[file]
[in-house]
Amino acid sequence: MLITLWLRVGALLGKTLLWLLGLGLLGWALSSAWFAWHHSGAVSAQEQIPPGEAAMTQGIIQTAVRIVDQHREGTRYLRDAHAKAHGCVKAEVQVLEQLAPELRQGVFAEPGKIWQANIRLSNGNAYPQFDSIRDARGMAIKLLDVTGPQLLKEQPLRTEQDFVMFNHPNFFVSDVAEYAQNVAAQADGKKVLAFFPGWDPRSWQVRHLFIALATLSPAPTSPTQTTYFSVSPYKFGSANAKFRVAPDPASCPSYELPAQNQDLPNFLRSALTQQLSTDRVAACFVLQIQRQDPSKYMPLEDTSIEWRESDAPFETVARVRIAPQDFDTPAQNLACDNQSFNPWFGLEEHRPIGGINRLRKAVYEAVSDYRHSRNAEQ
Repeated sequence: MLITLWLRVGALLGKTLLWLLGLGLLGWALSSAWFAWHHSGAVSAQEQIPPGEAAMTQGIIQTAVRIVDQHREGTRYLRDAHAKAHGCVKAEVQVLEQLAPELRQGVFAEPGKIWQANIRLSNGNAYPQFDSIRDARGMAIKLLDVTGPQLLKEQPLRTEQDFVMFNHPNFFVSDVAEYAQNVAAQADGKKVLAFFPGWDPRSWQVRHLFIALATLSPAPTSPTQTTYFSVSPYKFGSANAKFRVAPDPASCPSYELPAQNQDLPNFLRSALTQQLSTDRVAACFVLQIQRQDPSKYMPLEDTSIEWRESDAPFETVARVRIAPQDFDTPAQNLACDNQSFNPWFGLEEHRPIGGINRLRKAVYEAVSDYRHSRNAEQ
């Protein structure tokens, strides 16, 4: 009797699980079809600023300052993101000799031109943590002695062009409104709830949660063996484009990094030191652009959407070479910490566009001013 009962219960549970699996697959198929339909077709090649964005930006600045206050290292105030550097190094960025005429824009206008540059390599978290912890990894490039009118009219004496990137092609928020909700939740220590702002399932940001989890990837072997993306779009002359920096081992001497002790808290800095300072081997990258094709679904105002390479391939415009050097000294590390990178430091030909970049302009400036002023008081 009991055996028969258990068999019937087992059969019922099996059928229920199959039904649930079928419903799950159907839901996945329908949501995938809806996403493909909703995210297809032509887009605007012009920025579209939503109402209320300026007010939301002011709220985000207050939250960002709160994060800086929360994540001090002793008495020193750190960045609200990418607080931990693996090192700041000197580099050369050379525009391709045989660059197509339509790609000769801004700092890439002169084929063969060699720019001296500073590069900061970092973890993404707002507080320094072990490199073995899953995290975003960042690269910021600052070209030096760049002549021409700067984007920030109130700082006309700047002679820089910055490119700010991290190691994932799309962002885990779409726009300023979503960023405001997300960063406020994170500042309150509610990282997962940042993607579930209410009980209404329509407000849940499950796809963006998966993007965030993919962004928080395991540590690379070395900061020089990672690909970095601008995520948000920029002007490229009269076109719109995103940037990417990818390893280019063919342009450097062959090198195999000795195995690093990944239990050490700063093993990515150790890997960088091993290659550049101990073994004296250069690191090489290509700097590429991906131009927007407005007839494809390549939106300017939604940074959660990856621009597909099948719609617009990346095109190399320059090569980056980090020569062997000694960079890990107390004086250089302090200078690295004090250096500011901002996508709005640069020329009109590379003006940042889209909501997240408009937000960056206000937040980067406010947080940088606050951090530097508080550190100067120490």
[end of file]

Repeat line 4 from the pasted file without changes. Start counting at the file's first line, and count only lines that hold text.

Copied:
């Protein structure tokens, strides 16, 4: 009797699980079809600023300052993101000799031109943590002695062009409104709830949660063996484009990094030191652009959407070479910490566009001013 009962219960549970699996697959198929339909077709090649964005930006600045206050290292105030550097190094960025005429824009206008540059390599978290912890990894490039009118009219004496990137092609928020909700939740220590702002399932940001989890990837072997993306779009002359920096081992001497002790808290800095300072081997990258094709679904105002390479391939415009050097000294590390990178430091030909970049302009400036002023008081 009991055996028969258990068999019937087992059969019922099996059928229920199959039904649930079928419903799950159907839901996945329908949501995938809806996403493909909703995210297809032509887009605007012009920025579209939503109402209320300026007010939301002011709220985000207050939250960002709160994060800086929360994540001090002793008495020193750190960045609200990418607080931990693996090192700041000197580099050369050379525009391709045989660059197509339509790609000769801004700092890439002169084929063969060699720019001296500073590069900061970092973890993404707002507080320094072990490199073995899953995290975003960042690269910021600052070209030096760049002549021409700067984007920030109130700082006309700047002679820089910055490119700010991290190691994932799309962002885990779409726009300023979503960023405001997300960063406020994170500042309150509610990282997962940042993607579930209410009980209404329509407000849940499950796809963006998966993007965030993919962004928080395991540590690379070395900061020089990672690909970095601008995520948000920029002007490229009269076109719109995103940037990417990818390893280019063919342009450097062959090198195999000795195995690093990944239990050490700063093993990515150790890997960088091993290659550049101990073994004296250069690191090489290509700097590429991906131009927007407005007839494809390549939106300017939604940074959660990856621009597909099948719609617009990346095109190399320059090569980056980090020569062997000694960079890990107390004086250089302090200078690295004090250096500011901002996508709005640069020329009109590379003006940042889209909501997240408009937000960056206000937040980067406010947080940088606050951090530097508080550190100067120490």